No. 4: Discussion Paper on the Proposals for Additional or Revised Nutrient Reference Values (NRVs) for Labeling Purposes. South Africa had produced a report via an Electronic Working Group which addressed the need to reevaluate the Nutrient Reference Values established by the Helsinki Consultation (September, 1988). The report stated that the “label was a source of nutrition information”, “… based on an amount sufficient to promote optimum health” and “the promotion of better health for the world through optimum nutrient intake, would be in line with the WHO/FAO’s request that Codex, specifically the CCNFSDU and CCFL, implement the WHO Global Strategy on Diet, Physical Exercise and Health”.

Poor Dr. G! He just could not get away from the WHO Global Strategy.
The Discussion Paper segregated people into age, gender and condition groups (e.g., infants, children under 4, pregnant women, etc.) listing a group of 32 vitamins and minerals, noting “initially only vitamins and minerals will be dealt with”.

Dr. Grossklaus was NOT amused. He ripped into the delegate from South Africa viciously. Here is part of what he said before sending the South African delegate back to the drawing board to come up with something he liked better while ranting (verbatim quote:)
“Let’s stick to the basic issues: IT IS ABOUT LABELING, NOT NUTRITION.
The Helsinki paper, the purpose of NRVs as established in the Helsinki paper, was about serving nutrient labeling so that consumers world wide should know about a food containing a significant amount of calcium, not about finding a maximum health value of that nutrient.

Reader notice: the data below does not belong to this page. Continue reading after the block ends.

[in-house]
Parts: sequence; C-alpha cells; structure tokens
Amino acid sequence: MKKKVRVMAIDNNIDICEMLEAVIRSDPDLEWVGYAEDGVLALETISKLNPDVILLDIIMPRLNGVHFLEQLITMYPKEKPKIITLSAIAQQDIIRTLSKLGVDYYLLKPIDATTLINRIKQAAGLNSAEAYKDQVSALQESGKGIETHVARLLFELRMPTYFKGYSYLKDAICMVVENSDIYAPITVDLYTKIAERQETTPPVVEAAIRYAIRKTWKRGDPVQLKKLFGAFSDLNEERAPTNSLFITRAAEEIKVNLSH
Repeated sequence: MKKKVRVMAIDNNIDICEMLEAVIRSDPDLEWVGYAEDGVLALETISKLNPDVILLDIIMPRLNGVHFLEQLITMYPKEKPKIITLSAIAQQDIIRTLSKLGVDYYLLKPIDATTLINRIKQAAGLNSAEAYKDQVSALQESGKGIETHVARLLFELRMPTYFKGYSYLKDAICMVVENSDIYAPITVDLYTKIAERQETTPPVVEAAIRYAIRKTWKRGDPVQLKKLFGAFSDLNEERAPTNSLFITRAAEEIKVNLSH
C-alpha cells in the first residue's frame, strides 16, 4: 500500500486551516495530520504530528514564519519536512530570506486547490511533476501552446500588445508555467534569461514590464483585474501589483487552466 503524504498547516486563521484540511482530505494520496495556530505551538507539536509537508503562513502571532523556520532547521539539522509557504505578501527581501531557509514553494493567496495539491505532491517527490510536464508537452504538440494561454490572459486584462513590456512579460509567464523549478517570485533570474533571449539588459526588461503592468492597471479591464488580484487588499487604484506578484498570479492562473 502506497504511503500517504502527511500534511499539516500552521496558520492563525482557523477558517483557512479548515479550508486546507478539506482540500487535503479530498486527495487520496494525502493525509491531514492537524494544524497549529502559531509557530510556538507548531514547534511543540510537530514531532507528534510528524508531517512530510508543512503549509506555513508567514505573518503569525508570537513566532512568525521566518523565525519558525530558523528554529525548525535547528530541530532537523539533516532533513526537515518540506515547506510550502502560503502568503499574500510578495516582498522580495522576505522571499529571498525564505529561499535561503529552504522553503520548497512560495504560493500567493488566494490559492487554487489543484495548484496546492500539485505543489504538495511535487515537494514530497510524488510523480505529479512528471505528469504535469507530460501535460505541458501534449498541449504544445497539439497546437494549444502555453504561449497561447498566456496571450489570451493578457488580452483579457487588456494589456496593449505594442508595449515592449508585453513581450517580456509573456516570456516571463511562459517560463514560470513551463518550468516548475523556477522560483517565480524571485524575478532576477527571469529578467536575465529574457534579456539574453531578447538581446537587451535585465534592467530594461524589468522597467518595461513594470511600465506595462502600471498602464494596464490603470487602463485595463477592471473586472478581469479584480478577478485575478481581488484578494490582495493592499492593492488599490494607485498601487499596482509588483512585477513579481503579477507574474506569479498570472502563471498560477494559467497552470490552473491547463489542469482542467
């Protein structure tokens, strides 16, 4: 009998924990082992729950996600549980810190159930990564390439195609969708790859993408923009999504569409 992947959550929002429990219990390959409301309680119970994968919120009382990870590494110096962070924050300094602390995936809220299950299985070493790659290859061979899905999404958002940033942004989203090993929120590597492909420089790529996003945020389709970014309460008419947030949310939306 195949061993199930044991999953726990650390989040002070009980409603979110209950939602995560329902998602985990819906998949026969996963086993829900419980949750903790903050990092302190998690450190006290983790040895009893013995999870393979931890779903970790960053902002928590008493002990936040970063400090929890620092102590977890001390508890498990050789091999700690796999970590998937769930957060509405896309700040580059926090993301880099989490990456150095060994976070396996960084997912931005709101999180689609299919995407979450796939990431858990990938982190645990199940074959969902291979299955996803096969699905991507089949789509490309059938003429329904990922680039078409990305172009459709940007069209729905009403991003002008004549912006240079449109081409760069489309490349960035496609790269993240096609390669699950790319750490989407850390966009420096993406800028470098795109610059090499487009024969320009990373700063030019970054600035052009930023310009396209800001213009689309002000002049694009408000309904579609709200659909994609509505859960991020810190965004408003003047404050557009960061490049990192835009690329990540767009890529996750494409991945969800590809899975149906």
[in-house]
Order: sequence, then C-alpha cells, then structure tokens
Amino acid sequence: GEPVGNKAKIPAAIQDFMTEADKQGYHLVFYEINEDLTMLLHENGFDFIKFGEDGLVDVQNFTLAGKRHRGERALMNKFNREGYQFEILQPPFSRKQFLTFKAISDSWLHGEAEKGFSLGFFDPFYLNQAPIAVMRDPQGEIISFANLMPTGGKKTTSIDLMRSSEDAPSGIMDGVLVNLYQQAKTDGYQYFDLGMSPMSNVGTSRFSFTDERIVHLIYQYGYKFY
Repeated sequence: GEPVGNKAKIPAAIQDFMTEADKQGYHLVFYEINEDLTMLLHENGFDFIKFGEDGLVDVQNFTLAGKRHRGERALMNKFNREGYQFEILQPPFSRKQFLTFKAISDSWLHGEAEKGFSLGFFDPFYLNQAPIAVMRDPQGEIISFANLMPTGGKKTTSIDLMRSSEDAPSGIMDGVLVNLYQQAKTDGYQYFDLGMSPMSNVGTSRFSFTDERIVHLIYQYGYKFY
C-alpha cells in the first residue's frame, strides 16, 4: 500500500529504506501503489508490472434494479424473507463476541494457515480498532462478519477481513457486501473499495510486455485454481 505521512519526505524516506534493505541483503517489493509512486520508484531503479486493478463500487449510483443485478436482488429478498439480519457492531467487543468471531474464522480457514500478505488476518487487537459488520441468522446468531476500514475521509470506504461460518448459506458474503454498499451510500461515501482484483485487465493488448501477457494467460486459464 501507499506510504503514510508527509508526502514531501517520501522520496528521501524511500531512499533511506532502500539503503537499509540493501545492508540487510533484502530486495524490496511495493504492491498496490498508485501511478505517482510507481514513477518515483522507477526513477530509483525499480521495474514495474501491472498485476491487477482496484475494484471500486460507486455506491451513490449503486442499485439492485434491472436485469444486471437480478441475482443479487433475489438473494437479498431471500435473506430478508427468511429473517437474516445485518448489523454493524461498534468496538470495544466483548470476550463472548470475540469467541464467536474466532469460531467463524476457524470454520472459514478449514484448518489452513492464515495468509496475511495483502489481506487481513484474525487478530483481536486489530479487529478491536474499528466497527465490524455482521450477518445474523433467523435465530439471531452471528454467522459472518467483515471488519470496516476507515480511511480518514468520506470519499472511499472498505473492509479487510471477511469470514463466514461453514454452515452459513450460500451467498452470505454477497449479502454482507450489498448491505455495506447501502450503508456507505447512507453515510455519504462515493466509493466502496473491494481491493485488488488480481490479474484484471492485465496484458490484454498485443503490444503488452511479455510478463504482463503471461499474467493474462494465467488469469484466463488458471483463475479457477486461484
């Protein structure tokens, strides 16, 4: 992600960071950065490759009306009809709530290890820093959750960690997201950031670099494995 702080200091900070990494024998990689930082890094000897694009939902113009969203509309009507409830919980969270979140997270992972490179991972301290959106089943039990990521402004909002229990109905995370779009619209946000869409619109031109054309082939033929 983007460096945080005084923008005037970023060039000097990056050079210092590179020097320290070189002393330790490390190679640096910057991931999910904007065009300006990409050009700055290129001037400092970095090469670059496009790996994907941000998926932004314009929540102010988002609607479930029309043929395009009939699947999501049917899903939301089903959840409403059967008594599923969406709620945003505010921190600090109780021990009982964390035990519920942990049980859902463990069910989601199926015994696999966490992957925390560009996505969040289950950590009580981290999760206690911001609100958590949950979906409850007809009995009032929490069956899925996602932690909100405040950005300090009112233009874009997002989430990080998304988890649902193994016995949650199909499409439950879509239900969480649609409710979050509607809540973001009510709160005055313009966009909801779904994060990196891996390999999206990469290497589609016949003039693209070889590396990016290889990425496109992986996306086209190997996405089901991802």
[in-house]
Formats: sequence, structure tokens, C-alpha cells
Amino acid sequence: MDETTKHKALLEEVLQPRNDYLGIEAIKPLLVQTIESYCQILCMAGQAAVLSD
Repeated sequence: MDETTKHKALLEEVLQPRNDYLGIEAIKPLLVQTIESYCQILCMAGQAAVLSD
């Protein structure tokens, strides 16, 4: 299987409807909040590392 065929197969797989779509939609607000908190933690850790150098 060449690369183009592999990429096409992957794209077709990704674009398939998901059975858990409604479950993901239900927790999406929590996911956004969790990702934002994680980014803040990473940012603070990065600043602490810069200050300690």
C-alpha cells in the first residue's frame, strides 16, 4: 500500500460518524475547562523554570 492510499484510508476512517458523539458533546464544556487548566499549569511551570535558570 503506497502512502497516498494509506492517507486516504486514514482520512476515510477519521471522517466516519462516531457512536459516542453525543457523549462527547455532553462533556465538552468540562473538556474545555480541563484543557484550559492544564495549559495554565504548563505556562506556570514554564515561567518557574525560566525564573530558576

….This committee should stick to its original terms of reference. Let us first agree on the general terms for establishing the values for nutrient NRVs.
The [WHO] Global Strategy does not form part of this. Maybe that is not fair, but this is about labeling, not about providing them with optimum food. This is about global trade in products offering vitamins and minerals. That is our mandate. That’s it. This is about trade.”

The South African delegate did not have anything to say.

There were other enlightening moments today, as when Dr. G. (in response to the delegate from Tanzania who called for good listening in the spirit of consensus)
condescendingly made it clear that while it was an African tradition to listen to what everyone had to say he was “not going to take the time to listen to what everyone has to say since I am not wearing my African tie today. I promise I will wear it tomorrow!”

Not a fun day. However, the good news is that we spoke with numerous delegates and discussed with them the fact that our Revised Vitamin and Mineral Guideline can be passed by their countries, leaving them Codex Compliant so that they avoid the wallop of World Trade Organization (WTO) trade sanctions and allow them to serve the real nutritional needs of their people, instead of, as Dr. G. so eloquently put it, “[making decisions which are] about labeling, not about providing them with optimum food!

What can you do? Ride the freedom mouse: take a few minutes to send a few letters AND send a join in letter on the Citizen Petition to provide strong leadership for protecting our health freedom and assuming an international leadership role in protecting it around the world to end world hunger and promote world health. Our Citizen Petition with the Revised Vitamin and Mineral Guideline as part of it does all that.

Oh yes, one other thing: please donate generously. Every penny goes for the freedom fight. Join us. Things are just getting interesting.

Come back tomorrow: I’ll let you know what’s cooking.

Yours in health and freedom,
Dr. Laibow
Medical Director
Natural Solutions Foundation